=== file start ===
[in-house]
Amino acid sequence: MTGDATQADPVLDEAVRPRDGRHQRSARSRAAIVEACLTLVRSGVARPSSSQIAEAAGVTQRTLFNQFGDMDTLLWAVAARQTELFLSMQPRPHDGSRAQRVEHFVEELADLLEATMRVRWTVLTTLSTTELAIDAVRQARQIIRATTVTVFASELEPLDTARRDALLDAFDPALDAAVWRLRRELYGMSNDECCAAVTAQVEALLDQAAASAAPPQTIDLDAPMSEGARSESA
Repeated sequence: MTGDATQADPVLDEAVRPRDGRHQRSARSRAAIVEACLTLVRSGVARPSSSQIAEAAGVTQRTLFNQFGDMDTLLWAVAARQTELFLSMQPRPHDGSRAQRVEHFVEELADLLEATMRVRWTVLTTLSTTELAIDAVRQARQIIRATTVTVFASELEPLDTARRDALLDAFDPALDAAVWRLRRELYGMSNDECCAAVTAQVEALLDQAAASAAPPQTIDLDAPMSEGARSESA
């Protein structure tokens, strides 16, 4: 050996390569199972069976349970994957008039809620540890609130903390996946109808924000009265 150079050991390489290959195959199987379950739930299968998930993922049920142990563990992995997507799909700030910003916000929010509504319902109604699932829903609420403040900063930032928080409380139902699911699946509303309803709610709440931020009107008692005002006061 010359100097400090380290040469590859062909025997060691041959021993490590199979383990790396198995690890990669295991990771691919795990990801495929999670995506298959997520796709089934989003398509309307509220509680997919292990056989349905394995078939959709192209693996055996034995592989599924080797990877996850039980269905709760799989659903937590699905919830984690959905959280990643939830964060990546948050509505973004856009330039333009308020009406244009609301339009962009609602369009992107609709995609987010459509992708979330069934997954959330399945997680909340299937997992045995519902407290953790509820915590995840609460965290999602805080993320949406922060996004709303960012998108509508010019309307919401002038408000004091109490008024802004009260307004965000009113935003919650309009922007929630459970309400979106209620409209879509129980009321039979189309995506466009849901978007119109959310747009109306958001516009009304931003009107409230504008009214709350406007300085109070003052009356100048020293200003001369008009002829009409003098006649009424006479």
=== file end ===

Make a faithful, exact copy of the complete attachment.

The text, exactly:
[in-house]
Amino acid sequence: MTGDATQADPVLDEAVRPRDGRHQRSARSRAAIVEACLTLVRSGVARPSSSQIAEAAGVTQRTLFNQFGDMDTLLWAVAARQTELFLSMQPRPHDGSRAQRVEHFVEELADLLEATMRVRWTVLTTLSTTELAIDAVRQARQIIRATTVTVFASELEPLDTARRDALLDAFDPALDAAVWRLRRELYGMSNDECCAAVTAQVEALLDQAAASAAPPQTIDLDAPMSEGARSESA
Repeated sequence: MTGDATQADPVLDEAVRPRDGRHQRSARSRAAIVEACLTLVRSGVARPSSSQIAEAAGVTQRTLFNQFGDMDTLLWAVAARQTELFLSMQPRPHDGSRAQRVEHFVEELADLLEATMRVRWTVLTTLSTTELAIDAVRQARQIIRATTVTVFASELEPLDTARRDALLDAFDPALDAAVWRLRRELYGMSNDECCAAVTAQVEALLDQAAASAAPPQTIDLDAPMSEGARSESA
């Protein structure tokens, strides 16, 4: 050996390569199972069976349970994957008039809620540890609130903390996946109808924000009265 150079050991390489290959195959199987379950739930299968998930993922049920142990563990992995997507799909700030910003916000929010509504319902109604699932829903609420403040900063930032928080409380139902699911699946509303309803709610709440931020009107008692005002006061 010359100097400090380290040469590859062909025997060691041959021993490590199979383990790396198995690890990669295991990771691919795990990801495929999670995506298959997520796709089934989003398509309307509220509680997919292990056989349905394995078939959709192209693996055996034995592989599924080797990877996850039980269905709760799989659903937590699905919830984690959905959280990643939830964060990546948050509505973004856009330039333009308020009406244009609301339009962009609602369009992107609709995609987010459509992708979330069934997954959330399945997680909340299937997992045995519902407290953790509820915590995840609460965290999602805080993320949406922060996004709303960012998108509508010019309307919401002038408000004091109490008024802004009260307004965000009113935003919650309009922007929630459970309400979106209620409209879509129980009321039979189309995506466009849901978007119109959310747009109306958001516009009304931003009107409230504008009214709350406007300085109070003052009356100048020293200003001369008009002829009409003098006649009424006479």